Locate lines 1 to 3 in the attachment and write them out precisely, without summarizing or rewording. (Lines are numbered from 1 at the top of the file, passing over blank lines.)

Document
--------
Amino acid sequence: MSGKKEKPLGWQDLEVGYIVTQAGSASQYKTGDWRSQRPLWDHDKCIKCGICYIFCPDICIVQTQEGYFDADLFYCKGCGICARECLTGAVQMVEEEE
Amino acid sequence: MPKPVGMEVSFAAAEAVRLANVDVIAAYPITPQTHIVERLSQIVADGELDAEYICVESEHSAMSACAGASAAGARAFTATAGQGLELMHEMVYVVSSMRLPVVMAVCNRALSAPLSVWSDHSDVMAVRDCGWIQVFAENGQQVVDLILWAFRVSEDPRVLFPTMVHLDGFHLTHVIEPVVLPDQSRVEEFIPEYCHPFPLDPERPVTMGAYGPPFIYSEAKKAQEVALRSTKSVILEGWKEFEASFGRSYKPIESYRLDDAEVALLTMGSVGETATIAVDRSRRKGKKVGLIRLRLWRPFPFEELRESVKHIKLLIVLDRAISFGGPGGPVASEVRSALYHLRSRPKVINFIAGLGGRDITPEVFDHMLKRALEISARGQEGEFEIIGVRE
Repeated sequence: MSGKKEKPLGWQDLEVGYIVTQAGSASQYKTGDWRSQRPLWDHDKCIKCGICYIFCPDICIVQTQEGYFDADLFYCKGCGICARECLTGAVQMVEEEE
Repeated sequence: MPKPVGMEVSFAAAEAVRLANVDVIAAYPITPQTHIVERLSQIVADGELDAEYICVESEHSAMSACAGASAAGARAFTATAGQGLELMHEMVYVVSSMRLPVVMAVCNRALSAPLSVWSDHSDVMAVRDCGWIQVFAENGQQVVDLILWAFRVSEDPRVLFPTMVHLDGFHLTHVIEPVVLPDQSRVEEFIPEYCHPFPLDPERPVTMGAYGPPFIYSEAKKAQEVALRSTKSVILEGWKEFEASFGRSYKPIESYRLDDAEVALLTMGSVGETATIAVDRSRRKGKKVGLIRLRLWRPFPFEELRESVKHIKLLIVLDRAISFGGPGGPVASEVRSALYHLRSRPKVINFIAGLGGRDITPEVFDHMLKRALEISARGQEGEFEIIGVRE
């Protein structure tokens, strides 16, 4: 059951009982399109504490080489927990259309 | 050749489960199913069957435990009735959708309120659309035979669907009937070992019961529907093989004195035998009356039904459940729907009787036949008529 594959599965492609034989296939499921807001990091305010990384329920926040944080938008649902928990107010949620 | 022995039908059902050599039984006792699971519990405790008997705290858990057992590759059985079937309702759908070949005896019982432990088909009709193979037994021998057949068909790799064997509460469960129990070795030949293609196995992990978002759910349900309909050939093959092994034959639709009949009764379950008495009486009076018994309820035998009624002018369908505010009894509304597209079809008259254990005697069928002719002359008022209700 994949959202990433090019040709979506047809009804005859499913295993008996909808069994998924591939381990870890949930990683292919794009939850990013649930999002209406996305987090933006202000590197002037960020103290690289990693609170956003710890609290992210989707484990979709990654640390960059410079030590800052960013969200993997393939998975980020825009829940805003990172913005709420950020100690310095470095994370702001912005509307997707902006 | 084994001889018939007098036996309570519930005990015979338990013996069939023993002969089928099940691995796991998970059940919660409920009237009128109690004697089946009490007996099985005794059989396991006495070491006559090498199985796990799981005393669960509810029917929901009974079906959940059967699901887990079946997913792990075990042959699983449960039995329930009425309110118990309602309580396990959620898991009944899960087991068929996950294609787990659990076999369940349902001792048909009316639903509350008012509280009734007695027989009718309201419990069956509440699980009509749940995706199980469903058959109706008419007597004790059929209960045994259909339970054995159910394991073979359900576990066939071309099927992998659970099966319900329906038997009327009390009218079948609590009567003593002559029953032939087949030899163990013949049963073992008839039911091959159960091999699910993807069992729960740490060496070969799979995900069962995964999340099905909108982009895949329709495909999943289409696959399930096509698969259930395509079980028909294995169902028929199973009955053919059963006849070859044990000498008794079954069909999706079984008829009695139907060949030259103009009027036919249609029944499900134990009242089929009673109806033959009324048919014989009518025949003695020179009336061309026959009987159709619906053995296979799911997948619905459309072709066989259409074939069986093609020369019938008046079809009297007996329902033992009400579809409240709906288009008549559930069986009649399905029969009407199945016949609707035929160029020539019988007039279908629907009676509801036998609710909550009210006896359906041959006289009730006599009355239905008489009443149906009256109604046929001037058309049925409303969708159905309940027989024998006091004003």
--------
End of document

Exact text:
Amino acid sequence: MSGKKEKPLGWQDLEVGYIVTQAGSASQYKTGDWRSQRPLWDHDKCIKCGICYIFCPDICIVQTQEGYFDADLFYCKGCGICARECLTGAVQMVEEEE
Amino acid sequence: MPKPVGMEVSFAAAEAVRLANVDVIAAYPITPQTHIVERLSQIVADGELDAEYICVESEHSAMSACAGASAAGARAFTATAGQGLELMHEMVYVVSSMRLPVVMAVCNRALSAPLSVWSDHSDVMAVRDCGWIQVFAENGQQVVDLILWAFRVSEDPRVLFPTMVHLDGFHLTHVIEPVVLPDQSRVEEFIPEYCHPFPLDPERPVTMGAYGPPFIYSEAKKAQEVALRSTKSVILEGWKEFEASFGRSYKPIESYRLDDAEVALLTMGSVGETATIAVDRSRRKGKKVGLIRLRLWRPFPFEELRESVKHIKLLIVLDRAISFGGPGGPVASEVRSALYHLRSRPKVINFIAGLGGRDITPEVFDHMLKRALEISARGQEGEFEIIGVRE
Repeated sequence: MSGKKEKPLGWQDLEVGYIVTQAGSASQYKTGDWRSQRPLWDHDKCIKCGICYIFCPDICIVQTQEGYFDADLFYCKGCGICARECLTGAVQMVEEEE